Can be either a credit or debit application where funds are either distributed or consolidated between corporate entities.
Must be authorized in writing.
Company must obtain authorizations for both credit and debit entries.
Authorization must be maintained for two years from the termination or revocation of the authorization and be made available within 10 banking days upon request.
The business Receiver must authorize all ACH credits and debits to its account. The Receiver of CCD entries to non-consumer accounts must also enter into an agreement with the Originator under which the Receiver has agreed to be bound to the NACHA Operating Rules. The nature of the agreement for corporate transactions can vary depending upon the complexity of the application and the relationship between the Originator and the Receiver.
Originators of corporate debits to Receivers other than their own subsidiaries need to be aware of the sensitivity of this application. Many corporate Receivers are reluctant to allow debit activity to their accounts; therefore, it is imperative that the agreement that supports this type of activity is complete and accurate. Originators may be required to provide some proof that debit activity was, in fact, authorized if a transaction is questioned by the Receiver.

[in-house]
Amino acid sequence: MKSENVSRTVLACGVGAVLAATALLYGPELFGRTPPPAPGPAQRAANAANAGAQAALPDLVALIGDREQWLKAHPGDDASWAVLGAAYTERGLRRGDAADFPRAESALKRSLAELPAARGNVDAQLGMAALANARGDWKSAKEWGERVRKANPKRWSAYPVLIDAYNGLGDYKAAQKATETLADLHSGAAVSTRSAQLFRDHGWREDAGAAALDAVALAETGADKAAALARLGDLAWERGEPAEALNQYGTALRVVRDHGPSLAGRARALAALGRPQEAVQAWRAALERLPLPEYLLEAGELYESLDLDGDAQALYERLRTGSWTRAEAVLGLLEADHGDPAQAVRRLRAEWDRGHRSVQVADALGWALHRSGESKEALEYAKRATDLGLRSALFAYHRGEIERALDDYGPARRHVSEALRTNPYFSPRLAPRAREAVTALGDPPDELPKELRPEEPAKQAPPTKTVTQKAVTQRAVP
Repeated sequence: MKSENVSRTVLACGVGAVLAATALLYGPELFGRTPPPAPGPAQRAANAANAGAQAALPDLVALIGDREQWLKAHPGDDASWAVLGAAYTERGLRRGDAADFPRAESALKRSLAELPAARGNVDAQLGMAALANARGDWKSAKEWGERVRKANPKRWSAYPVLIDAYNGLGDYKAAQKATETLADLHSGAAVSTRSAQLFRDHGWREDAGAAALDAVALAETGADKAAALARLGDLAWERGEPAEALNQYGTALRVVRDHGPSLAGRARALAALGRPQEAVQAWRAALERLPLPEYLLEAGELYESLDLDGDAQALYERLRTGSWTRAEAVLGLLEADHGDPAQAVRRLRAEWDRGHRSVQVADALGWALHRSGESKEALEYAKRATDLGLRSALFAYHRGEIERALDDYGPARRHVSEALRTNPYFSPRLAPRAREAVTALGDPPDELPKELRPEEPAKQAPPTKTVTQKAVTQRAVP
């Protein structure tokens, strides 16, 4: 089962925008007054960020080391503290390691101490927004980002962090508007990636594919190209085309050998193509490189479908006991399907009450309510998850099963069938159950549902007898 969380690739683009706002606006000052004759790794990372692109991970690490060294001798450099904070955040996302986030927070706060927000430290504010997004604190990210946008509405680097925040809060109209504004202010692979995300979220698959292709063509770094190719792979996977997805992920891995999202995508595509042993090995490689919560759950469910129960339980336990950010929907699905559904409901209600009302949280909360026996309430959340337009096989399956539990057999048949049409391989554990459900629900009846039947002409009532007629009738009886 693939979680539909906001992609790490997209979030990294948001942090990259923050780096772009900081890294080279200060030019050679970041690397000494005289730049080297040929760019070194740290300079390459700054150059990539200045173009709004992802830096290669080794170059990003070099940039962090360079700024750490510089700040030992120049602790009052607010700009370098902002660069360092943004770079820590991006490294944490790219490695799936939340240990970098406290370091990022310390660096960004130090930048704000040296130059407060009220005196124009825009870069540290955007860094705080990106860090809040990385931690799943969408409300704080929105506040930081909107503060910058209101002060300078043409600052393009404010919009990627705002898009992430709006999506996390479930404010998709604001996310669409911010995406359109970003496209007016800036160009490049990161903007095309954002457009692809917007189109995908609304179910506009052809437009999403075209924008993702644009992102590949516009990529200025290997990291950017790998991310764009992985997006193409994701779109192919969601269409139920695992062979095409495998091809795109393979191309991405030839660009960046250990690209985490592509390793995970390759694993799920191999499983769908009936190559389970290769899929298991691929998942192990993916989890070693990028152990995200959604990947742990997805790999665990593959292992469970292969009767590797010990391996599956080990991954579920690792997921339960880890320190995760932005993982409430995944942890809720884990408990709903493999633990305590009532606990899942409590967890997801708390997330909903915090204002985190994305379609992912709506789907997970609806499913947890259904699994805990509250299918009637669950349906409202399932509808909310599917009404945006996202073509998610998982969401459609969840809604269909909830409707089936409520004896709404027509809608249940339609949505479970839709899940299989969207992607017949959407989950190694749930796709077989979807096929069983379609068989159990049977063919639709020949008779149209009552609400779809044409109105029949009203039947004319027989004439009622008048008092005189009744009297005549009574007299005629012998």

Responsibilities of Originators
As an Originator, it's crucial to understand and fulfill your responsibilities when initiating CCD entries. To ensure compliance with the rules and regulations governing CCD transactions, follow these key steps:
Prompt Response to RDFI Requests: When the RDFI (Receiving Depository Financial Institution) submits a written request for a copy of the contract, provide a clear copy within ten Banking Days of receiving the request. This must be done if the request is received within two years of the Settlement Date of the CCD Entry.